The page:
The Community for Technology Leaders
Green Image
<p><b>Abstract</b>—A distributed system is said to be <it>self-stabilizing</it> if it will eventually reach a legitimate system state regardless of its initial state. Because of this property, a self-stabilizing system is extremely robust against failures; it tolerates any finite number of transient failures. The ring orientation problem for a ring is the problem of all the processors agreeing on a common ring direction. This paper focuses on the problem of designing a deterministic self-stabilizing ring orientation system with a small number of processor states under the distributed daemon. Because of the impossibility of symmetry breaking, under the distributed daemon, no such systems exist when the number <it>n</it> of processors is even. Provided that <it>n</it> is odd, the best known upper bound on the number of states is 256 in the link-register model, and eight in the state-reading model. We improve the bound down to 6<super>3</super> = 216 in the link-register model.</p>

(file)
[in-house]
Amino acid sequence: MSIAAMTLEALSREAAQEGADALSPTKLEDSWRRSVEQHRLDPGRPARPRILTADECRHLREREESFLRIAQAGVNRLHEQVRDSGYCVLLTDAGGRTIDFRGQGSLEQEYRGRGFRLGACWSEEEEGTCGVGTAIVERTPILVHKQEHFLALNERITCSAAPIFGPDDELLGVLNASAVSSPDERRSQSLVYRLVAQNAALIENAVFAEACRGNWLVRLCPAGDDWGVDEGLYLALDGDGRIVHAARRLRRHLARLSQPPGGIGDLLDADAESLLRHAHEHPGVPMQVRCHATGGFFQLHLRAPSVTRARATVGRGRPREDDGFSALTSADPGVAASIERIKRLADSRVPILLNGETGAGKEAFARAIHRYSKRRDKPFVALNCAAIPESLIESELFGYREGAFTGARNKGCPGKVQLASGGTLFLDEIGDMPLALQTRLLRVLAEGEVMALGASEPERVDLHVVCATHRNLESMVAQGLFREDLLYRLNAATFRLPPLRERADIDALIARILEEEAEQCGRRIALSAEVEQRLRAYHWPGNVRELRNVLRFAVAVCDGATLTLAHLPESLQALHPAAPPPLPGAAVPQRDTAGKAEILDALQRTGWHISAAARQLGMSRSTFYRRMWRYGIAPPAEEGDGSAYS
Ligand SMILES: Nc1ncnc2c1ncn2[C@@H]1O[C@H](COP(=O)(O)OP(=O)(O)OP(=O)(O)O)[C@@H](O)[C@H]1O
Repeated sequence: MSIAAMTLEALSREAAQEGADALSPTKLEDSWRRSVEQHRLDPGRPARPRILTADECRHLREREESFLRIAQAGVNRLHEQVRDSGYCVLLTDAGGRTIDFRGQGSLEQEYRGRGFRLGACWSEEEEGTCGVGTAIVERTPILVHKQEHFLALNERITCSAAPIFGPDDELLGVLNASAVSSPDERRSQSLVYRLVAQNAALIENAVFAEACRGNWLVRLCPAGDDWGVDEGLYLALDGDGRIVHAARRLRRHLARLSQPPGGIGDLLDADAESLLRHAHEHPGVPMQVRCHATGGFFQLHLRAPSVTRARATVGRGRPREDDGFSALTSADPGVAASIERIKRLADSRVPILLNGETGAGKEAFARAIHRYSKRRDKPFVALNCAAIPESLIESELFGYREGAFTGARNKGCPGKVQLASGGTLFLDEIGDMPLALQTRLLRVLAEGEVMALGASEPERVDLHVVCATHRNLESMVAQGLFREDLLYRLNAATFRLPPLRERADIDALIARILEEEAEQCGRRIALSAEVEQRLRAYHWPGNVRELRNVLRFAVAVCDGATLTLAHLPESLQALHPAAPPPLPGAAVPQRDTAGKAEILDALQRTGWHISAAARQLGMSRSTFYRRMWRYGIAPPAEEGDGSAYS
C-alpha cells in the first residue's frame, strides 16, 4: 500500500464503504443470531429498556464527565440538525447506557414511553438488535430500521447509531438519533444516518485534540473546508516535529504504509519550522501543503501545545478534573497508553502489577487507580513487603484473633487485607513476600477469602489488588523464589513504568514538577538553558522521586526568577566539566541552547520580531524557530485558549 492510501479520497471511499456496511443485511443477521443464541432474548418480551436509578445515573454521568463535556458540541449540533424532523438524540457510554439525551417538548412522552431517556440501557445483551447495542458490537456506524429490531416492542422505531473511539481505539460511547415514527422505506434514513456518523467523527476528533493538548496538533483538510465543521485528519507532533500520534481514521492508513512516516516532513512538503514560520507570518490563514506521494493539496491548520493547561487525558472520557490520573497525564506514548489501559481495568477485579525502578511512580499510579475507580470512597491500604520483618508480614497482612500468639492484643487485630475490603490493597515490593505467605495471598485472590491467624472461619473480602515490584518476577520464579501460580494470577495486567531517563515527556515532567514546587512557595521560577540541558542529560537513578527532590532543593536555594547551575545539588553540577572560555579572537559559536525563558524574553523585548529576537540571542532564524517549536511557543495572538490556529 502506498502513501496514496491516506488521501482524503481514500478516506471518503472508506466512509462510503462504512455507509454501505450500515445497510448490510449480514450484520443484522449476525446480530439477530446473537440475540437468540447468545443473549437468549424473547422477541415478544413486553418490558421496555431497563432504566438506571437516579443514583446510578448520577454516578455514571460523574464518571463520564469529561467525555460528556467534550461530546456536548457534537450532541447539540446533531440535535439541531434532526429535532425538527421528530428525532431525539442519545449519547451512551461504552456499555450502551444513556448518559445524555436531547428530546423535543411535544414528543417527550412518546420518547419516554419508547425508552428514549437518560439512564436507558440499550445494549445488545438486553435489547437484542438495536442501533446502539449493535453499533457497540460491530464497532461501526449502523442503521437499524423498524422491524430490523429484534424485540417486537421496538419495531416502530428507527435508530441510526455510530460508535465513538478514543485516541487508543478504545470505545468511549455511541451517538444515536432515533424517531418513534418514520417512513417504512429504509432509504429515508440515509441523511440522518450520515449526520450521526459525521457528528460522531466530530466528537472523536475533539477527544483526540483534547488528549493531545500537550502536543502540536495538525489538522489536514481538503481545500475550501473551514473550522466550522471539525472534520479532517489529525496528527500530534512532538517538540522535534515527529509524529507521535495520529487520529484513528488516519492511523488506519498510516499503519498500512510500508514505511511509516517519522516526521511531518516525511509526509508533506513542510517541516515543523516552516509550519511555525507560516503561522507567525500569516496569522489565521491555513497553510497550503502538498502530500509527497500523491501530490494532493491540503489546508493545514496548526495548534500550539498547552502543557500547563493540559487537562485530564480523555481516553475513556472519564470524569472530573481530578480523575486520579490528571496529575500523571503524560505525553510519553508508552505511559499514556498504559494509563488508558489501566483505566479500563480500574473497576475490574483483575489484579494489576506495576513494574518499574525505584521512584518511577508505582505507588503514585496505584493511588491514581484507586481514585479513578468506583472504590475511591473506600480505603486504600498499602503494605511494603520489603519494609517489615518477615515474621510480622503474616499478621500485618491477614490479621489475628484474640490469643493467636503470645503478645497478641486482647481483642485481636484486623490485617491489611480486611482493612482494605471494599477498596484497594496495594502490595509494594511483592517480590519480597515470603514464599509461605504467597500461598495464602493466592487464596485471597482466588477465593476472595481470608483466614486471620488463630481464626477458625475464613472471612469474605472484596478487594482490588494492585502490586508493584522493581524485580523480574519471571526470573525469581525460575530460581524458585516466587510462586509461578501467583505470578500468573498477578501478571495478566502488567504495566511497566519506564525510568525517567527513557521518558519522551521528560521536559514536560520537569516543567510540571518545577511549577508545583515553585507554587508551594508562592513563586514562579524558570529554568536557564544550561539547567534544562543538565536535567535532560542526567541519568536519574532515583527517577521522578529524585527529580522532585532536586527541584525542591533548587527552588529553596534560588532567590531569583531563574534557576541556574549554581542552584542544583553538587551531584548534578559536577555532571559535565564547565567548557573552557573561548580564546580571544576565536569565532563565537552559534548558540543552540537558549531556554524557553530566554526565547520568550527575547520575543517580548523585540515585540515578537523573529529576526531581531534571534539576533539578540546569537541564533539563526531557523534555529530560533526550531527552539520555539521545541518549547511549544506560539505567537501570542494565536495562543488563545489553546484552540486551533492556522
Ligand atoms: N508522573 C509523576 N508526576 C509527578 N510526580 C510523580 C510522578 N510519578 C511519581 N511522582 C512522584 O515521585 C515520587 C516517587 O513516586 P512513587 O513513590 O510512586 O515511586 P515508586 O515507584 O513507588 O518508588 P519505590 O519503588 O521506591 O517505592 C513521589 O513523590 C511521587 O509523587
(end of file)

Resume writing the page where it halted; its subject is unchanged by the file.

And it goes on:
Distributed algorithm, self-stabilization, fault-tolerance, ring network, ring orientation.
Narutoshi Umemoto, Hirotsugu Kakugawa, Masafumi Yamashita, "A Self-Stabilizing Ring Orientation Algorithm With a Smaller Number of Processor States", IEEE Transactions on Parallel & Distributed Systems, vol. 9, no. , pp. 579-584, June 1998, doi:10.1109/71.689445
81 ms
(Ver 3.3 (11022016))